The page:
Love it or hate it, BT is still the UK's biggest broadband provider, and while it's been super-slow at rolling out super-fast broadband across the country we'll admit that BT does actually make some pretty good Wi-Fi routers.
The old BT Home Hub range has recently been replaced by the new Smart Hub, which works with both conventional ADSL broadband and BT's high-speed Infinity fibre broadband (for those people lucky enough to get it). Unlike most of its rivals, the Smart Hub is a modem-router - it combines a modem for internet access, and a Wi-Fi router for your home network in a single device, so you don't need to hang on to your existing modem or router in order to use it.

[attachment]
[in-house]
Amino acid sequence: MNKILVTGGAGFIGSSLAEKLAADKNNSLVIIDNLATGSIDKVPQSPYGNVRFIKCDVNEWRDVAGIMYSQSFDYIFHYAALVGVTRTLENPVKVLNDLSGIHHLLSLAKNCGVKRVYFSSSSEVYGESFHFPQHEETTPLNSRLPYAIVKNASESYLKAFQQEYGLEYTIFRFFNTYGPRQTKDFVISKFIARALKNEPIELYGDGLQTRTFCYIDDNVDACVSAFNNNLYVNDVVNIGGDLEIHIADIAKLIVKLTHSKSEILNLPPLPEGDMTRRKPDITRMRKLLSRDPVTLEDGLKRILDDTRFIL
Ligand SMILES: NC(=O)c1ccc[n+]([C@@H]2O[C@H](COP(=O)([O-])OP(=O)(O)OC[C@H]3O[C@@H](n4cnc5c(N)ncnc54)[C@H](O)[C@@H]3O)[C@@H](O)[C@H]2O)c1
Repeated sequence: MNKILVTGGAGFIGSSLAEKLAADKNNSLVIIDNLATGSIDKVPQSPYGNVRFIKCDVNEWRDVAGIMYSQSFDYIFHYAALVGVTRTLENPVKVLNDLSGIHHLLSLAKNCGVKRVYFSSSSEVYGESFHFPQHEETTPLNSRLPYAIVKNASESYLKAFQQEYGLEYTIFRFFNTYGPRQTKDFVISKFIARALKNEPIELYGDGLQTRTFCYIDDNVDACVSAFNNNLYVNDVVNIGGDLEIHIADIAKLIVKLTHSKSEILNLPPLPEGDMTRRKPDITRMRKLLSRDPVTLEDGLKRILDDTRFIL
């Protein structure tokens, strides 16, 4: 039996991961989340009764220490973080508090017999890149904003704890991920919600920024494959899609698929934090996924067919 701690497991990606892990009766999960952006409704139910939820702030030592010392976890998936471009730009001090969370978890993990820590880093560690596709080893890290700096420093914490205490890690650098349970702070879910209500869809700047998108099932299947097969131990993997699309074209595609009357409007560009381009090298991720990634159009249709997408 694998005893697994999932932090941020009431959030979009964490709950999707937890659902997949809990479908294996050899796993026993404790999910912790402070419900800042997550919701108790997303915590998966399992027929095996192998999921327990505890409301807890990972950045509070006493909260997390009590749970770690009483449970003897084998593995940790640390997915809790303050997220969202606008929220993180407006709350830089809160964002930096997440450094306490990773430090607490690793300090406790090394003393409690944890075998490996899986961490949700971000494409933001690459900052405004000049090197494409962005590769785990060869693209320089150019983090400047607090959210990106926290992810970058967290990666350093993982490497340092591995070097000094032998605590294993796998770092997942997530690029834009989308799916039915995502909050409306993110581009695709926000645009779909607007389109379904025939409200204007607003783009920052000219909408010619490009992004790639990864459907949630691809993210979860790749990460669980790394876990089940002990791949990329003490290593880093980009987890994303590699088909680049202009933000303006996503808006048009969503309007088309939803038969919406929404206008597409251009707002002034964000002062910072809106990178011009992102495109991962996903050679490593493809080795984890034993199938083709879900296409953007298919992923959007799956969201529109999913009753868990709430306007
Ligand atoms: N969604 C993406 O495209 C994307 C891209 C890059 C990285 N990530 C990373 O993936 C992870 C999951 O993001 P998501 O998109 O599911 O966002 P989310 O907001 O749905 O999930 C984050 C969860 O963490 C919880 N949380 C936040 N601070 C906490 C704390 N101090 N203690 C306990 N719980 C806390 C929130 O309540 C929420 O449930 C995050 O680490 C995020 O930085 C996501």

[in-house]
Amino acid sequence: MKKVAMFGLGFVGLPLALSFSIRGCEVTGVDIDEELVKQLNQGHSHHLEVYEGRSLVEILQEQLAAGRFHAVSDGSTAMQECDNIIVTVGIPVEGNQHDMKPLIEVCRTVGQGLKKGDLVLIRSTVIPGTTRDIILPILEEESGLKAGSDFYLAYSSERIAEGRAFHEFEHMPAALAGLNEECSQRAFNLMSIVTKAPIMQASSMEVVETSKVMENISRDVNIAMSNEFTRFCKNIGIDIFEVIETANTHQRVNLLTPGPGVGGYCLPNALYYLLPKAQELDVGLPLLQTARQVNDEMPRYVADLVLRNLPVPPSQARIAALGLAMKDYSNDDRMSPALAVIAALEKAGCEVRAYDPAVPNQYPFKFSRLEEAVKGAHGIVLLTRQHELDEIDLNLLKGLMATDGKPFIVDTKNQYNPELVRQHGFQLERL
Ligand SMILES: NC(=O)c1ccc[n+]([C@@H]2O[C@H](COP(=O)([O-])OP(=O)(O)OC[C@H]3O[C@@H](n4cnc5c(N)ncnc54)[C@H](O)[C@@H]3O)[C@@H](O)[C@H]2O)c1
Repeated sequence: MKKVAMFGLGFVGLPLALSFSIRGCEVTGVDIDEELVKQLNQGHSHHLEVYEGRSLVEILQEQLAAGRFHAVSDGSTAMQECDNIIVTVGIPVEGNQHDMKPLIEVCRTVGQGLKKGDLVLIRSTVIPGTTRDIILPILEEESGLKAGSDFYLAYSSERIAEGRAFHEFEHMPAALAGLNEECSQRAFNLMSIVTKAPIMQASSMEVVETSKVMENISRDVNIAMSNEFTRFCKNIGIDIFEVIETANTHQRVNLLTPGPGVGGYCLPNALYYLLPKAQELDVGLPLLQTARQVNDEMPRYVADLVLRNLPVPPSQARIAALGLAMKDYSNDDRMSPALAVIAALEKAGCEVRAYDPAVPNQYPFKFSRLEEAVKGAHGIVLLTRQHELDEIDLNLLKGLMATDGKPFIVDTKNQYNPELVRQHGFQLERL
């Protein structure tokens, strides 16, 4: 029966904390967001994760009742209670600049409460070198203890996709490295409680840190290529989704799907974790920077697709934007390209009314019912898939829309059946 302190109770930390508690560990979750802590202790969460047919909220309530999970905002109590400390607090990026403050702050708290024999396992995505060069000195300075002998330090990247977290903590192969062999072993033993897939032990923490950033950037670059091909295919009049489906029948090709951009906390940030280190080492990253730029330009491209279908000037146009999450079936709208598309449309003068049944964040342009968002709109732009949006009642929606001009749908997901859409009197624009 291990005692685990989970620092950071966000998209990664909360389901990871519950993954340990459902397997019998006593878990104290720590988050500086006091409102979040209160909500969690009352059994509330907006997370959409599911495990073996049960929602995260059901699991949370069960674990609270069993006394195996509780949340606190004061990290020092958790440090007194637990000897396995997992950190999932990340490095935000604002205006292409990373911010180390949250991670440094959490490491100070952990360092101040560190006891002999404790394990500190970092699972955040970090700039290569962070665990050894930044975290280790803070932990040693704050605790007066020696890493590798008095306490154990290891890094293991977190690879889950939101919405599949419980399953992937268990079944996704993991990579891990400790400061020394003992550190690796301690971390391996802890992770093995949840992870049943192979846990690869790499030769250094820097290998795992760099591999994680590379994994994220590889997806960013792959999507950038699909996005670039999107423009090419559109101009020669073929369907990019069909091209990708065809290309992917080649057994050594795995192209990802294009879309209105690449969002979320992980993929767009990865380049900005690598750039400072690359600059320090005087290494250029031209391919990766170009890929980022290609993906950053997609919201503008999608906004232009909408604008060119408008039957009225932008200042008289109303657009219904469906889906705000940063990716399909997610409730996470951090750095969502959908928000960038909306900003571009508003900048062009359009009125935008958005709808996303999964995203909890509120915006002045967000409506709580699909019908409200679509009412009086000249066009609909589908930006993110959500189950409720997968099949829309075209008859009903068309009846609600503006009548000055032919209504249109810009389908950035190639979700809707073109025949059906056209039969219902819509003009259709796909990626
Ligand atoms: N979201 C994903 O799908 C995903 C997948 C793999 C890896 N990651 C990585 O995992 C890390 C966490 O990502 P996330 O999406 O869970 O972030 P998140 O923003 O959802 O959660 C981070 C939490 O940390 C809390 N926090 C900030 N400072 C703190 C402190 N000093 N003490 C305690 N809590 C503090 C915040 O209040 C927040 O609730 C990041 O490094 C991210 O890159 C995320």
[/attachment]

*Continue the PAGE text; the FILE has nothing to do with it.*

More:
The full price for the Smart Hub is £130, but if you're an existing BT customer you can upgrade your old Home Hub for just £65. The Smart Hub has the same slimline design as the Home Hub - which is designed to fit through a letter box in case there's no-one at home when it arrives in the post - and it's certainly a neater-looking device than most of its rivals.
Like the previous Home Hub 5, the Smart Hub provides dual-band 802.11ac wifi on the 2.4GHz and 5GHz bandwidths. However, the Smart Hub does improve other features, and now includes no less than seven internal antennae, which allow it to support MU-MIMO that provides more reliable connections for multiple devices around your home or office.
There are four Gigabit Ethernet ports on the back of the router for devices such as games consoles - and maybe the new 4K Apple TV - that work best with a wired connection, and a USB port that allows you to share a printer or hard drive with other people on your network.
3. TP-Link Archer C9 AC1900